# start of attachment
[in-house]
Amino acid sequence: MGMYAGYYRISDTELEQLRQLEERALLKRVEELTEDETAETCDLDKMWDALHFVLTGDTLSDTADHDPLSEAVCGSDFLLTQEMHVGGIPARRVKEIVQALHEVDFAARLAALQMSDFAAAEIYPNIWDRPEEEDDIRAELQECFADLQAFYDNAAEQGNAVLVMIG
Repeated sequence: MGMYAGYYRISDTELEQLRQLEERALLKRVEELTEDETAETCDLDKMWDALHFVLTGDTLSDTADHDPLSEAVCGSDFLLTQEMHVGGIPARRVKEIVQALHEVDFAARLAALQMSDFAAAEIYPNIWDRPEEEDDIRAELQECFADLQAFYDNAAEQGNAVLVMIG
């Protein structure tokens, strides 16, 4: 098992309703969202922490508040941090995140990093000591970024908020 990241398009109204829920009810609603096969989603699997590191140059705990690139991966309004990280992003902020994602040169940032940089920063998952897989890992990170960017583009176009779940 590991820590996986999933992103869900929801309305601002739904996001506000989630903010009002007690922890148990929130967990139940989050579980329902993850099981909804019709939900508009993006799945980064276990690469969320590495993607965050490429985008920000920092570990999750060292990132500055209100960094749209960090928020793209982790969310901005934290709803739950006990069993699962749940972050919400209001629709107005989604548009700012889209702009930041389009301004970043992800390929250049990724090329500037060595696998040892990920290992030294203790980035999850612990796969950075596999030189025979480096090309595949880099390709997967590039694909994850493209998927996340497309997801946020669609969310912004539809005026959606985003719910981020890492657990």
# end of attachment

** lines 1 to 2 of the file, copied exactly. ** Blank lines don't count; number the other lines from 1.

[in-house]
Amino acid sequence: MGMYAGYYRISDTELEQLRQLEERALLKRVEELTEDETAETCDLDKMWDALHFVLTGDTLSDTADHDPLSEAVCGSDFLLTQEMHVGGIPARRVKEIVQALHEVDFAARLAALQMSDFAAAEIYPNIWDRPEEEDDIRAELQECFADLQAFYDNAAEQGNAVLVMIG